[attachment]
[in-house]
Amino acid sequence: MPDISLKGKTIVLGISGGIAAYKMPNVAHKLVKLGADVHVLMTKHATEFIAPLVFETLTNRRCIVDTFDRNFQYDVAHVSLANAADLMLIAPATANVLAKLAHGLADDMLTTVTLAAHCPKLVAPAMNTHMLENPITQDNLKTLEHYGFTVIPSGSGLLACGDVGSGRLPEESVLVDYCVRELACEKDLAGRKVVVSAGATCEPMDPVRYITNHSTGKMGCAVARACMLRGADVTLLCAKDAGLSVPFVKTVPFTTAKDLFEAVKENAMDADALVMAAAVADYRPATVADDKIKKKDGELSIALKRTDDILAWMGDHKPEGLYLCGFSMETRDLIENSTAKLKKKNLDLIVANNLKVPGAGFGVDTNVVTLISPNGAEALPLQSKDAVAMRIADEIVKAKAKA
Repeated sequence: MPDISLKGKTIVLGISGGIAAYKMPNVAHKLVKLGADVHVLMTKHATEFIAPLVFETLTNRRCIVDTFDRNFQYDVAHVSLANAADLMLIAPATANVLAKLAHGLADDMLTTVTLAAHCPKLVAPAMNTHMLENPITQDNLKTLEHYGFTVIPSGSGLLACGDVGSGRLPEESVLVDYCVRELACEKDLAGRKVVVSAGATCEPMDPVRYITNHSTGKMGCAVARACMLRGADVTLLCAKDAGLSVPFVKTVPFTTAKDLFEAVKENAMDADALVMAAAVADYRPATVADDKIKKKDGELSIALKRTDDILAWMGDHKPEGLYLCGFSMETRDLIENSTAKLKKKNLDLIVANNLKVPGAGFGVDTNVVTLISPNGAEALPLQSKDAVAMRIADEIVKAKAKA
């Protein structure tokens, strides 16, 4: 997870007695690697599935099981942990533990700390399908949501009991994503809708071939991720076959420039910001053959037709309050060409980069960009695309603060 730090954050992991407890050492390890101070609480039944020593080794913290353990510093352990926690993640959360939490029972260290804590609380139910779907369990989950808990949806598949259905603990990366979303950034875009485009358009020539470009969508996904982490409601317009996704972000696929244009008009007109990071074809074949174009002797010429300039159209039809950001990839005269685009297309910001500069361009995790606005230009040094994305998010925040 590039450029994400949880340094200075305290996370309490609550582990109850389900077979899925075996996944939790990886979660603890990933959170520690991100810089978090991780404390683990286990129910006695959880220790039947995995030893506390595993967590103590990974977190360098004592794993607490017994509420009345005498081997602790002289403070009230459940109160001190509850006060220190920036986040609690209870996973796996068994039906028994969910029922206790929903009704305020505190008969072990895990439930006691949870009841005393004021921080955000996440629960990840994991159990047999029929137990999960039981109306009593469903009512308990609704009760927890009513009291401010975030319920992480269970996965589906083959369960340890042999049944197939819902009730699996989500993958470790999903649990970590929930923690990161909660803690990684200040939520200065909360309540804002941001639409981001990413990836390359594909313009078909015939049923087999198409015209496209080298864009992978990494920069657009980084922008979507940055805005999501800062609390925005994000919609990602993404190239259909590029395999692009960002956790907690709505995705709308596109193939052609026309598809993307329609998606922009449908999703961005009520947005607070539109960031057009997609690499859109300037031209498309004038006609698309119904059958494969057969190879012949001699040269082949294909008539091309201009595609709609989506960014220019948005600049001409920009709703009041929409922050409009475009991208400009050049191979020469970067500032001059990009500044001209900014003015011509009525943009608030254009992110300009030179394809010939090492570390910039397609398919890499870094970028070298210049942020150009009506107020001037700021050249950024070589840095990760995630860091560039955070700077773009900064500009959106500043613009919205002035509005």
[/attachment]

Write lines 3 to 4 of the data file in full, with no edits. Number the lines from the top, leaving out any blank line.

Repeated sequence: MPDISLKGKTIVLGISGGIAAYKMPNVAHKLVKLGADVHVLMTKHATEFIAPLVFETLTNRRCIVDTFDRNFQYDVAHVSLANAADLMLIAPATANVLAKLAHGLADDMLTTVTLAAHCPKLVAPAMNTHMLENPITQDNLKTLEHYGFTVIPSGSGLLACGDVGSGRLPEESVLVDYCVRELACEKDLAGRKVVVSAGATCEPMDPVRYITNHSTGKMGCAVARACMLRGADVTLLCAKDAGLSVPFVKTVPFTTAKDLFEAVKENAMDADALVMAAAVADYRPATVADDKIKKKDGELSIALKRTDDILAWMGDHKPEGLYLCGFSMETRDLIENSTAKLKKKNLDLIVANNLKVPGAGFGVDTNVVTLISPNGAEALPLQSKDAVAMRIADEIVKAKAKA
């Protein structure tokens, strides 16, 4: 997870007695690697599935099981942990533990700390399908949501009991994503809708071939991720076959420039910001053959037709309050060409980069960009695309603060 730090954050992991407890050492390890101070609480039944020593080794913290353990510093352990926690993640959360939490029972260290804590609380139910779907369990989950808990949806598949259905603990990366979303950034875009485009358009020539470009969508996904982490409601317009996704972000696929244009008009007109990071074809074949174009002797010429300039159209039809950001990839005269685009297309910001500069361009995790606005230009040094994305998010925040 590039450029994400949880340094200075305290996370309490609550582990109850389900077979899925075996996944939790990886979660603890990933959170520690991100810089978090991780404390683990286990129910006695959880220790039947995995030893506390595993967590103590990974977190360098004592794993607490017994509420009345005498081997602790002289403070009230459940109160001190509850006060220190920036986040609690209870996973796996068994039906028994969910029922206790929903009704305020505190008969072990895990439930006691949870009841005393004021921080955000996440629960990840994991159990047999029929137990999960039981109306009593469903009512308990609704009760927890009513009291401010975030319920992480269970996965589906083959369960340890042999049944197939819902009730699996989500993958470790999903649990970590929930923690990161909660803690990684200040939520200065909360309540804002941001639409981001990413990836390359594909313009078909015939049923087999198409015209496209080298864009992978990494920069657009980084922008979507940055805005999501800062609390925005994000919609990602993404190239259909590029395999692009960002956790907690709505995705709308596109193939052609026309598809993307329609998606922009449908999703961005009520947005607070539109960031057009997609690499859109300037031209498309004038006609698309119904059958494969057969190879012949001699040269082949294909008539091309201009595609709609989506960014220019948005600049001409920009709703009041929409922050409009475009991208400009050049191979020469970067500032001059990009500044001209900014003015011509009525943009608030254009992110300009030179394809010939090492570390910039397609398919890499870094970028070298210049942020150009009506107020001037700021050249950024070589840095990760995630860091560039955070700077773009900064500009959106500043613009919205002035509005």